Selective breeding and gene technology

It is important to consider where in a teaching scheme this topic should be delivered; it is good practice to ensure that students have a good understanding of DNA structure and protein synthesis before teaching this topic as this will help to minimise possible misconceptions.

In this topic students are expected to be able to explain the impact of the selective breeding of food plants and domestic animals and also be able to describe the main steps in the process of genetic engineering. Students should be able to  explain some of the possible benefits and risks, including practical and ethical considerations, of using gene technology in modern agriculture and medicine.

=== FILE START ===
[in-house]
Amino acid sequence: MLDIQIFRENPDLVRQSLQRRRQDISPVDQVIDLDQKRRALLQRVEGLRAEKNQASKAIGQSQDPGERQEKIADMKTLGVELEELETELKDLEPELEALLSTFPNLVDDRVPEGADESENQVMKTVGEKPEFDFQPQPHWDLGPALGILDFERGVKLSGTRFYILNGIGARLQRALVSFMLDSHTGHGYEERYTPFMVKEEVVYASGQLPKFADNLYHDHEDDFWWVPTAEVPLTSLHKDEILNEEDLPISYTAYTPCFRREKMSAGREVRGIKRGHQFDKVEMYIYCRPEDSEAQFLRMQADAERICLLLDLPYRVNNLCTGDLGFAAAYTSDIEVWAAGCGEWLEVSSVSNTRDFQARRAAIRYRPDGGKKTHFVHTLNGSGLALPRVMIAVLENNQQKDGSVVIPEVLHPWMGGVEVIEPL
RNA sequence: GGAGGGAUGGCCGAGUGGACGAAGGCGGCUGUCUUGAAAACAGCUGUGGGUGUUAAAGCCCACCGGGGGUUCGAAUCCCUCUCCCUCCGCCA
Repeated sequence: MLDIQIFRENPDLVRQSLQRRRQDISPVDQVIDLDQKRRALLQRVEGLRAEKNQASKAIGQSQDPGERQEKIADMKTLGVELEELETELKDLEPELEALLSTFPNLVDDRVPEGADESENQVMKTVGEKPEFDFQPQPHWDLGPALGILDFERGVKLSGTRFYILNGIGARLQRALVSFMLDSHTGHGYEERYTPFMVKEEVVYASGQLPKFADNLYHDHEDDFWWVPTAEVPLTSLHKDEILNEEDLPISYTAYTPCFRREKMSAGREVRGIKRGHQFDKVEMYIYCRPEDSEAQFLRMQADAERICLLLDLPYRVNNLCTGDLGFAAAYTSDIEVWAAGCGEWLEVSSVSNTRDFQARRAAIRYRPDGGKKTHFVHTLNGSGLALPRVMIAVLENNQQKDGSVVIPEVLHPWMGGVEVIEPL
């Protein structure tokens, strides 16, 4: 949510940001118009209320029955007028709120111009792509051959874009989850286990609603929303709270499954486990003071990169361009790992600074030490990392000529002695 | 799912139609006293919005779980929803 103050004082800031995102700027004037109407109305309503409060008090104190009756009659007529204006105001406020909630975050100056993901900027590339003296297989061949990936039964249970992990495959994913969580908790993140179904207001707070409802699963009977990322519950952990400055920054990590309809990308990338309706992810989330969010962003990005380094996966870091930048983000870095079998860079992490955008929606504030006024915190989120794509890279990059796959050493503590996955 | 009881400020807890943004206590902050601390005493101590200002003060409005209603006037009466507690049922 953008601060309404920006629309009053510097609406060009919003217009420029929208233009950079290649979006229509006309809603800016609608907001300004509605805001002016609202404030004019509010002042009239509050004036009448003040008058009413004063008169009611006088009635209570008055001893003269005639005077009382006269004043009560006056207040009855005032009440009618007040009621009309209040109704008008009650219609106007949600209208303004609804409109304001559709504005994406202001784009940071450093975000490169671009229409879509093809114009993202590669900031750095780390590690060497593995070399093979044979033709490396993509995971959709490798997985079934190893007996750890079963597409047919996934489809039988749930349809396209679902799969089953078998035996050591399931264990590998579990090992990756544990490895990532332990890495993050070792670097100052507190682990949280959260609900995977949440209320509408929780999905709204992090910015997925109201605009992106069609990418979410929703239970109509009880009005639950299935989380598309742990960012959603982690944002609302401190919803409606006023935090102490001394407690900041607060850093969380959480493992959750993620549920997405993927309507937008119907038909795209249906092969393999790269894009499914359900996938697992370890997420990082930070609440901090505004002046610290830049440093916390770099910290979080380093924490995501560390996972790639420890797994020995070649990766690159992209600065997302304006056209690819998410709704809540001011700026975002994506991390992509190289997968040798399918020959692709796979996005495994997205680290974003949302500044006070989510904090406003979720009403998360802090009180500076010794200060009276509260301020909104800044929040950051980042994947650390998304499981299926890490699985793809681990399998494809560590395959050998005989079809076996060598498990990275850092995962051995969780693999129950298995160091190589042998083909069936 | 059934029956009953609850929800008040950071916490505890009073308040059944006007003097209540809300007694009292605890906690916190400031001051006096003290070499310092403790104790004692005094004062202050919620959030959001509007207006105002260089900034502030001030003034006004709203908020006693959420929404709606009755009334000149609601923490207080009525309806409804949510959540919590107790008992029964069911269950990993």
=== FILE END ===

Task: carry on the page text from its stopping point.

There is a common misconception amongst GCSE students with how genetic engineering is used in plant breeding and with the potential issues of the use of genetic engineering in this way. Students seem to believe that every maize plant, for example, in a field must be individually genetically engineered and that this therefore is a potential issue due to the time this will take. The process of genetic engineering (genetic modification) needs to be carefully delivered so that students understand the process in plants, animal and bacteria.

Students often confuse genetic engineering and cloning and the difference between the two needs to be highlighted. It is useful for students to undertake activities that require them to compare the two processes. Students often appear unaware that the simplest way to clone a plant involves taking a cutting. 

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